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Denis
15-11-2011, 20:09
Ok, I know what the others are but what is/was ZZ ?

P Bellamy
15-11-2011, 20:31
I have heard of ZZ being used to refer to the Lorenz landing system.

ianbache
15-11-2011, 21:11
Also here, This by Mr Carnaby
ZZ began in 1933 - Lufthansa seemed to be the instigator and as you say was used into WWII. It should have been replaced by Lorenz / SBA, but certainly c.1940 there was no way SBA or any other system would fit into a single seat fighter. RAF Northolt ORBs 1940-41 mention on many occasions, '... ZZ practice was carried out' .

The system relied on a ground controller, based in a hut at the upwind end of the runway, using direction finding to guide the aircraft to the airfield threshold on a dummy run. The pilot would then perform a 180 degree turn and fly away using a stopwatch for a period before repeating the exercise on a final approach.

The pilot had to be very experienced, as did the ground controller. They had to have total confidence in each other - this was rarely the case. The controller also had to physically 'see' the aircraft just before touchdown. Hence it was no good in very bad visibility.

It's called ZZ as, on final approach the ground controller would send a Morse 'ZZ' if it was OK to land, and 'JJ' if an abort was necessary (Why on earth these combinations - dah-dah-dit-dit, or dit-dah-dah-dah. What's wrong with dashes if its OK, immediately turning to dots if it isn't - I thought common-sense was in use until the late twentieth century).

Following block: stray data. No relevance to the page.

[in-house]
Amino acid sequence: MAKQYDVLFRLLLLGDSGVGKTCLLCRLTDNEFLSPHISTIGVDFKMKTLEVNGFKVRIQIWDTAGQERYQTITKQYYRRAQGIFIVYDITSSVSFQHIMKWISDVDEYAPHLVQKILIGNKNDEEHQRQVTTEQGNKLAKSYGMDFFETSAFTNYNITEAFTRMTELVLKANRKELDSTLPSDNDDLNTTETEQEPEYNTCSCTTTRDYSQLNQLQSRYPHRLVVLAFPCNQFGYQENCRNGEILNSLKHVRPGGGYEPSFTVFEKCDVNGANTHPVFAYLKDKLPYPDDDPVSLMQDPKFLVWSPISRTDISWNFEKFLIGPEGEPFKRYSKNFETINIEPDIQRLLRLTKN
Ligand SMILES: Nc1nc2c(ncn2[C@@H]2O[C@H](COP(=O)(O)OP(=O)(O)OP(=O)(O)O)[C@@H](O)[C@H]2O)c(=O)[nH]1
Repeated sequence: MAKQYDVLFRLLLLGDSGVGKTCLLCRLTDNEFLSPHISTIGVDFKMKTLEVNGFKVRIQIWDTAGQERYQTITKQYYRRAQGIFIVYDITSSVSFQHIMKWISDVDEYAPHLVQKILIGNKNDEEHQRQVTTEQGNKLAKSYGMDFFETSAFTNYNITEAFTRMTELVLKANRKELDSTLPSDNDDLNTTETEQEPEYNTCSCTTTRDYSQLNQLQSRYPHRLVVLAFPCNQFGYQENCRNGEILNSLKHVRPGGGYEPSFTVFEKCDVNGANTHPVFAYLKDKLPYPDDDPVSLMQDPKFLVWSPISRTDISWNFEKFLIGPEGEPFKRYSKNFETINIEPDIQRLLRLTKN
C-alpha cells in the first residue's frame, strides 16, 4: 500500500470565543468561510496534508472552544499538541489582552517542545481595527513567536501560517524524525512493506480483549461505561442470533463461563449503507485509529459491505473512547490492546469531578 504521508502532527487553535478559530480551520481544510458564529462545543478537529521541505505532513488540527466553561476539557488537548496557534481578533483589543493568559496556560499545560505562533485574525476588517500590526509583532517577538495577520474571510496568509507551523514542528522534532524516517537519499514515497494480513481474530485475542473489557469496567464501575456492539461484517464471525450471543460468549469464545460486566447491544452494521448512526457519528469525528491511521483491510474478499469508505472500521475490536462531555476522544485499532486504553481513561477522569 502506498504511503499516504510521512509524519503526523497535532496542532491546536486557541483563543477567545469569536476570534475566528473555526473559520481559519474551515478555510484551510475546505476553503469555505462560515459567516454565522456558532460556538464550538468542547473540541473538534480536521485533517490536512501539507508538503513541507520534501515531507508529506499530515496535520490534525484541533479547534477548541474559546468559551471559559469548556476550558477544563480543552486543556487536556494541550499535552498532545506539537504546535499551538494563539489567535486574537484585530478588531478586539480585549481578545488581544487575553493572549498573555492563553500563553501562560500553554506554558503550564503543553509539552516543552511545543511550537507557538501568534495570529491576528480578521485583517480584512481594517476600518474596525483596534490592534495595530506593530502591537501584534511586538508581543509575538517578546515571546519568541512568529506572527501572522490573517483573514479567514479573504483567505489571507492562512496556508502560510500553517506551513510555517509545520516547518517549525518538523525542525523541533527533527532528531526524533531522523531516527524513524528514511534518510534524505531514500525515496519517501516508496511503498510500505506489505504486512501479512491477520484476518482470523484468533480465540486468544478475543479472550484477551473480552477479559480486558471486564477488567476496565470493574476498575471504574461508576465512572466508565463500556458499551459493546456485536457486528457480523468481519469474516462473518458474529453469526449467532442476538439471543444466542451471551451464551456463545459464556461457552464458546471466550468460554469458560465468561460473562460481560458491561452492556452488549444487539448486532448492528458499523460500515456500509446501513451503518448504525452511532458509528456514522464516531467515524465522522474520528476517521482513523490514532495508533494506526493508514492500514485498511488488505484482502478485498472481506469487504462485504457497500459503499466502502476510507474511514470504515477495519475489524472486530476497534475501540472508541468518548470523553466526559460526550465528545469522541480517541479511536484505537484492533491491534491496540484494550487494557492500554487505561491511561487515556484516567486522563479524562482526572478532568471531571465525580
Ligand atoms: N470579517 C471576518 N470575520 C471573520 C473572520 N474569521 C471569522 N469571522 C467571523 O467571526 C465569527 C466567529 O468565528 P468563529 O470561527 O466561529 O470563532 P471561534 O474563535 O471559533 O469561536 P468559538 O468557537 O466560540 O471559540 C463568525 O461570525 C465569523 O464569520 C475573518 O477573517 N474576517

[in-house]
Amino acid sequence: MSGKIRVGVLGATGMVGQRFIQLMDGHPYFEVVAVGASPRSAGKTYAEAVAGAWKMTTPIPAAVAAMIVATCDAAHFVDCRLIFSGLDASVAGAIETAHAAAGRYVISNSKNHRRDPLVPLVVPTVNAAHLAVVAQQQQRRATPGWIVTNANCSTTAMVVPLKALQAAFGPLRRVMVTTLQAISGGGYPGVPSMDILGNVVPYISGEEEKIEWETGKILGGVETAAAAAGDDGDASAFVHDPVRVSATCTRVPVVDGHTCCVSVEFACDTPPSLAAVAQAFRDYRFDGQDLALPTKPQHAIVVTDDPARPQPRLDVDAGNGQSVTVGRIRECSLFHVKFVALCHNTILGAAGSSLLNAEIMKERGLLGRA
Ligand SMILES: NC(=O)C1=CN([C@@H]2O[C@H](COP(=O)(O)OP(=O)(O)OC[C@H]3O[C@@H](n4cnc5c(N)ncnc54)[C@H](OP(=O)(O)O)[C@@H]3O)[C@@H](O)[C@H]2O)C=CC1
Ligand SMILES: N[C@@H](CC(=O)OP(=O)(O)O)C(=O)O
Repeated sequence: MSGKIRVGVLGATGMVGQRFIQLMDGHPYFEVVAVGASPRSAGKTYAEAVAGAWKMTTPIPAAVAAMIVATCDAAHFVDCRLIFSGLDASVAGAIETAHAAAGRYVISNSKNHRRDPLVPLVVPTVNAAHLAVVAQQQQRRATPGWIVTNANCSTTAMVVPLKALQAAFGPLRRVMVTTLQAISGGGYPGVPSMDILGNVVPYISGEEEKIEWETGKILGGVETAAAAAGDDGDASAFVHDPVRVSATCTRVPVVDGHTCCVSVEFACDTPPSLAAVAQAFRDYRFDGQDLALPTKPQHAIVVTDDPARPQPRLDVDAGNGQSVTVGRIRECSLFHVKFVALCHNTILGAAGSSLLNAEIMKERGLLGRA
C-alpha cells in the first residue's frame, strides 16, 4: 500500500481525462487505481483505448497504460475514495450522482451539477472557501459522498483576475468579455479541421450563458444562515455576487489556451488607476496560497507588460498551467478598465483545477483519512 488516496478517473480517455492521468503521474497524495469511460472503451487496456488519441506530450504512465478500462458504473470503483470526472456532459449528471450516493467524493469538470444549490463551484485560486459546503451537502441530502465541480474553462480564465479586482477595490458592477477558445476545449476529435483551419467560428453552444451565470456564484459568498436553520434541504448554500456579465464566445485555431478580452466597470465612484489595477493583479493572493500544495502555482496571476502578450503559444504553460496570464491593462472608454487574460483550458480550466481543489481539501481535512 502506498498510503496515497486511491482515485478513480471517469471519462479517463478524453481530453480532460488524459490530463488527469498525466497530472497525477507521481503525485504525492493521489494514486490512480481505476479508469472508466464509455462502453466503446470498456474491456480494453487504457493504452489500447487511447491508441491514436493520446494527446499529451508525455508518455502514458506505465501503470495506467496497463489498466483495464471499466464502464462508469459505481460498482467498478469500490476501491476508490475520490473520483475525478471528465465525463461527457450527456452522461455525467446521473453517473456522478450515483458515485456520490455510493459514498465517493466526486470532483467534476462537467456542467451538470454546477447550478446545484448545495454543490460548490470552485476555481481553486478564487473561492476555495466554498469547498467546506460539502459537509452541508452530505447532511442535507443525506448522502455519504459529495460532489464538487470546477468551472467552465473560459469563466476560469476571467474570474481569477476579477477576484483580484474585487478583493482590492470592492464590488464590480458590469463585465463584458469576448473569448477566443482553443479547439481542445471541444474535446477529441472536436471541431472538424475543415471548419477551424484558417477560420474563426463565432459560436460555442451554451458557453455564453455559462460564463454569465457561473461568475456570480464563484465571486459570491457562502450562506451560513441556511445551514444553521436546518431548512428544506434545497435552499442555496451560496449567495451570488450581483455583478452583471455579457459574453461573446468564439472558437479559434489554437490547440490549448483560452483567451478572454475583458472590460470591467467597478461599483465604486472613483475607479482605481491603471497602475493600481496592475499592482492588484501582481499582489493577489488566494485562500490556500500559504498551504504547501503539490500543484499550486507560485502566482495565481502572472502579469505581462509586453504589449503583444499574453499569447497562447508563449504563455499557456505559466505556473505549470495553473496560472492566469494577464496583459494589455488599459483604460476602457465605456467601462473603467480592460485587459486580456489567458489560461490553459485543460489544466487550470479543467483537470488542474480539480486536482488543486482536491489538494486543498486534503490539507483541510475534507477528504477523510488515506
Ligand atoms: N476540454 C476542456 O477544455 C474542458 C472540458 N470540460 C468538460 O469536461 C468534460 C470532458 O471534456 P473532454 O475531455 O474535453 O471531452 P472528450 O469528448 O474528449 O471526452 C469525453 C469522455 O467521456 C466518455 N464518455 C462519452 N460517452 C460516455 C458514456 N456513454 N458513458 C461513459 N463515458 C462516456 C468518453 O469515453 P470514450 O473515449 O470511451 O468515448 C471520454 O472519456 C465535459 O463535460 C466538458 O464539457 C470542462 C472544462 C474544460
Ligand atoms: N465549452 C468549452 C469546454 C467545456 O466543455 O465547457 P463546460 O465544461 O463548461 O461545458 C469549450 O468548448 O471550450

Height finding didn't seem to be a problem (don't know why as it certainly was with later systems). The pilot did much of the work at 300 feet when in the Schneise (which I've just discovered is the approach path - a distant funnel eventually becoming a narrow line).

It was widely used at commercial airports in Europe and at eight aerodromes in the UK pre WWII (which eight!?). ZZ probably became obsolete when VHF-BA was developed c.1941 - it allowed the pilot of a single-seat fighter to interrogate a ground 'beam' beacon using his existing R/T set. I'll have a look through my notes over the next few days and see what I can add.

Carnaby
15-11-2011, 22:24
Here is the Aix thread LINK (http://www.airfieldinformationexchange.org/community/showthread.php?2180-ZZ-Blind-Landing-System)

Note - if our forum's search facility allowed a two character search (i.e. 'ZZ') you'd have found it.

Denis
15-11-2011, 22:25
Many thanks! :)

PETERTHEEATER
16-11-2011, 08:56
Be wary. The ZZ suffix is often seen when referring to certain categories of explosives:

Category ZZ. Explosives having mass explosion risk with minor missile effect.

canberra
16-11-2011, 09:09
ZZ and JJ may have been used as they didnt sound like interference, thats my guess anyway!